“Touch it. Touch it. Touch it!” That’s what the naturalist yelled at me to do, on a boat in the middle of Scammon’s Lagoon near the town of Guerrero Negro in Baja, Mexico.
So that’s exactly what I did. I stuck my hand out over the water, and just at that moment, the whale flipped on her side and headed under our boat. As her fluke flew up into the air, my fingers grasped it. For one brief moment, I held a whale by the tail.
“I’ve got a whale by the tail,” I hollered at my eight comrades aboard our “panga,” a small fishing boat used to observe these giant mammals—literally—at arm’s length. In one’s lifetime, how often do you get to say that and have it be the honest to goodness truth?
Spending half a day surrounded by 2,000 gray whales was the high point of our recent trip to Baja, Mexico. Karla, our Andiamo Travel tour guide, told us that a record 922 babies had been born in the lagoon this year, and they were keeping company with nearly 1,000 adults. Sure enough, just looking out on the horizon—at any given moment—we could count not one, not two, not three….but at least a dozen whale spouts. Unbelievable!
Each fall, gray whales travel 5,000 miles from the Arctic Ocean to the warm lagoons of Baja. They arrive late December in the shallow protected waters to court, mate, give birth and care for their babies. Mothers and calves remain the longest in the lagoons, until April, when they take their young back to feed in the rich, cold, Arctic waters.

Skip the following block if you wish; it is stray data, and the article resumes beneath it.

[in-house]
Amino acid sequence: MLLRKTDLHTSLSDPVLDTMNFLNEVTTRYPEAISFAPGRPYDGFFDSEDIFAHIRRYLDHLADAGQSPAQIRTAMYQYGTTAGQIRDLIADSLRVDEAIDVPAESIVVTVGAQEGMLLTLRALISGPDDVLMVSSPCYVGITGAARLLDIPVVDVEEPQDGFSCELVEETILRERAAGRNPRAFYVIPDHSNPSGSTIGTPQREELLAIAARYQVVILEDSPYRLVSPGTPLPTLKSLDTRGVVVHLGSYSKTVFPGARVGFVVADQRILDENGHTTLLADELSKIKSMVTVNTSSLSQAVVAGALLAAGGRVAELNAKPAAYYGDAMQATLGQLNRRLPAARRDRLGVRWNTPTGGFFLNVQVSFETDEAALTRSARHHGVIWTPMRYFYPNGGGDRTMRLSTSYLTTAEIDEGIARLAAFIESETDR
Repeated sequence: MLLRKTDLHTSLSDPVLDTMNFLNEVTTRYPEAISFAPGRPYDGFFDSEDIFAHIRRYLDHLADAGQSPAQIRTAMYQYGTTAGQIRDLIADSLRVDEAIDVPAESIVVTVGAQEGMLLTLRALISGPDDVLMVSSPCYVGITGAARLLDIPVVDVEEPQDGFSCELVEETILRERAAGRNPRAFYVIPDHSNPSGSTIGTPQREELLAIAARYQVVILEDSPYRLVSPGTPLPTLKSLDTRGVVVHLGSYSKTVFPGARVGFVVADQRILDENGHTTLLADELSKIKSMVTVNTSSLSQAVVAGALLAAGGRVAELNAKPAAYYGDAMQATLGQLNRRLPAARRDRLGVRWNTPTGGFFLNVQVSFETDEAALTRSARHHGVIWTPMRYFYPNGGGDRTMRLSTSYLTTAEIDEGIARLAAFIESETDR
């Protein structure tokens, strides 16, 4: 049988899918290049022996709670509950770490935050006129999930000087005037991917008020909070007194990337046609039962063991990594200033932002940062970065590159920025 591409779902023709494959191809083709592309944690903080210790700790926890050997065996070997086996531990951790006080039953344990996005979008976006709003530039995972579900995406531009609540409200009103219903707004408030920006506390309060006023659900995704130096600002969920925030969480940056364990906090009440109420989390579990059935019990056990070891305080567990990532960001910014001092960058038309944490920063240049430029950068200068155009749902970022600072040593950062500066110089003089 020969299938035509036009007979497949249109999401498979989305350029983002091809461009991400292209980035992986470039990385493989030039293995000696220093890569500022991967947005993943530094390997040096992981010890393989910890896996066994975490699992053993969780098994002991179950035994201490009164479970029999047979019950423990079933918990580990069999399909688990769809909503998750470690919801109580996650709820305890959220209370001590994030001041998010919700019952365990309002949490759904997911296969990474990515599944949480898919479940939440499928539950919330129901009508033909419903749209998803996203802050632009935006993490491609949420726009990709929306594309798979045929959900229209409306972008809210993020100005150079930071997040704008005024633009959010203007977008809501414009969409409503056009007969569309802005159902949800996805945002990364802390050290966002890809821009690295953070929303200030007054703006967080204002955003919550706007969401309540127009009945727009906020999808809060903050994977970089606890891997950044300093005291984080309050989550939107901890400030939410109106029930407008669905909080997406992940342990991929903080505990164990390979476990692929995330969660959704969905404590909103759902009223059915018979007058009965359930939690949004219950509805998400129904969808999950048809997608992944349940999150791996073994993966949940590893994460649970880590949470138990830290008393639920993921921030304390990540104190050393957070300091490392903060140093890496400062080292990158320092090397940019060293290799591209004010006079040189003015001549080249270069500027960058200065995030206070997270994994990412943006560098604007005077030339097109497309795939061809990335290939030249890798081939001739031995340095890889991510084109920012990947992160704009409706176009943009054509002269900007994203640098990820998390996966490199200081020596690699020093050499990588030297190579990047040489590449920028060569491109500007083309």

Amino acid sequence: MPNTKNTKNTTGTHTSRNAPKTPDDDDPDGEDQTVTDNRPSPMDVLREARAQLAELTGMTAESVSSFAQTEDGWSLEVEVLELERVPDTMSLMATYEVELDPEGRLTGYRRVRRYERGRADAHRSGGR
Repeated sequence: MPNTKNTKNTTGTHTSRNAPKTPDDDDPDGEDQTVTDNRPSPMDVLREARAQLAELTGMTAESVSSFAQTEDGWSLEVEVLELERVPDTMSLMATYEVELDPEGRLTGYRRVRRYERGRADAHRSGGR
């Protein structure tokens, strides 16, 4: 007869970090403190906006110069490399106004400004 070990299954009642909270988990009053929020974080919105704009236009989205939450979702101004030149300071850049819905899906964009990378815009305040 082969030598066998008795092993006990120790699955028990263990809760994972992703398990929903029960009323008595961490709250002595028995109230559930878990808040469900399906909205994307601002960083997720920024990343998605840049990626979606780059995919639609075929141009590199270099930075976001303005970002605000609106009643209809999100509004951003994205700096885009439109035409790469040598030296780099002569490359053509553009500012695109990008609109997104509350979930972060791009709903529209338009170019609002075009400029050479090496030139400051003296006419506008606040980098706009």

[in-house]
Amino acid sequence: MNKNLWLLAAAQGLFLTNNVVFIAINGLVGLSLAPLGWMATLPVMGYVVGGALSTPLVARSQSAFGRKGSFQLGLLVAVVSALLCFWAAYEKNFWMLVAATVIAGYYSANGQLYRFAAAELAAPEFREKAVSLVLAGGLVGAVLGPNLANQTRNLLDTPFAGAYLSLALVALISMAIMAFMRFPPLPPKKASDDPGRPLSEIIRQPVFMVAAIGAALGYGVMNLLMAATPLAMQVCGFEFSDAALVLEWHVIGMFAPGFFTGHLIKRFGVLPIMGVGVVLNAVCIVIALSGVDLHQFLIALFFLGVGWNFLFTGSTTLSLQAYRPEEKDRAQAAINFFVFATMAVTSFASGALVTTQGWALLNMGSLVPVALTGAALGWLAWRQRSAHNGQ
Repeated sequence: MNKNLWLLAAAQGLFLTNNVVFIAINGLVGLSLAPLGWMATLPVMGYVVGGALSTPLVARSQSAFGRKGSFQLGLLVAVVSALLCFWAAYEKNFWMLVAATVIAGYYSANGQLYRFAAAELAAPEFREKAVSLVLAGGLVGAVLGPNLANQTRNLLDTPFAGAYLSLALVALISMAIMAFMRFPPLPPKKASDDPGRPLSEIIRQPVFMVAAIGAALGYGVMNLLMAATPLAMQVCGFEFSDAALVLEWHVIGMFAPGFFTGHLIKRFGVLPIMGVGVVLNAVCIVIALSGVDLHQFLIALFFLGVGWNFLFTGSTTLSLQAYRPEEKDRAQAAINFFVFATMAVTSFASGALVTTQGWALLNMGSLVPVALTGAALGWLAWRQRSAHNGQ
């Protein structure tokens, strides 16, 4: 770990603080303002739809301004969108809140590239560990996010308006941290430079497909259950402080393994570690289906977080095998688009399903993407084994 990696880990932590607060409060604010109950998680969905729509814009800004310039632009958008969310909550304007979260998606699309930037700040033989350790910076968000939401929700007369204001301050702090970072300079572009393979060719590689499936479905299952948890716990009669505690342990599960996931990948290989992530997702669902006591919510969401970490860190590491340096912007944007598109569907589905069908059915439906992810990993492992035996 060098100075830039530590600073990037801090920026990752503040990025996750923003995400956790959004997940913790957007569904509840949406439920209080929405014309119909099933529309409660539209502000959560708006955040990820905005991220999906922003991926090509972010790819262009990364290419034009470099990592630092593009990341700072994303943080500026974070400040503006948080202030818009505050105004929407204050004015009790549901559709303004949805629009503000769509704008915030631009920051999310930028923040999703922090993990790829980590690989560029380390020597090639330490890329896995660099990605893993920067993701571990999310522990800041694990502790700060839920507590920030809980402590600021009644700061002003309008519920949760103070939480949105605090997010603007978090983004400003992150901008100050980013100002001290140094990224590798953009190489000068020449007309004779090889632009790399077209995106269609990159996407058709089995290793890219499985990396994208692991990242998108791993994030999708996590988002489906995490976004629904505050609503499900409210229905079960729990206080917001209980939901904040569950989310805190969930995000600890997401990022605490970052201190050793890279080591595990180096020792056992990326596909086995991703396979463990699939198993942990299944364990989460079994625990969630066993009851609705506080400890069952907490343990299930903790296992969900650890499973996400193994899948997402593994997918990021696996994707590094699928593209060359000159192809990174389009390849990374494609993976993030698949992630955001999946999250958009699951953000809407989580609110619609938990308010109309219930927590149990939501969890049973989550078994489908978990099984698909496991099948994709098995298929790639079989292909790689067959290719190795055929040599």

During their time in Baja, male whales show off to eligible females by breeching or throwing their entire body into the air while mamas frolic with their babies in the turquoise water. Although the number of human observers is strictly limited, having an opportunity for a close encounter with one of the many “friendlies” is a huge draw for two-legged mammals, like us.
When you consider that our boat was dwarfed by even the baby whales, you would think we’d be scared by the prospect of tour bus-sized whales at play in, around and under our boat. But the truth the only thing any of us felt was sheer excitement to be in such close proximity to these amazing animals.
We spent a few bliss-filled hours watching as the whales breached, spy-hopped, rolled, sprayed, flapped their flukes, and let their curiosity get the better of them…because it was obvious they were just as interested in checking us out as we were them.
Hanging out in Mexico with mamas of the sea and their amazing babies was just the ticket for this northwestern girl. It was an experience I’ll never forget!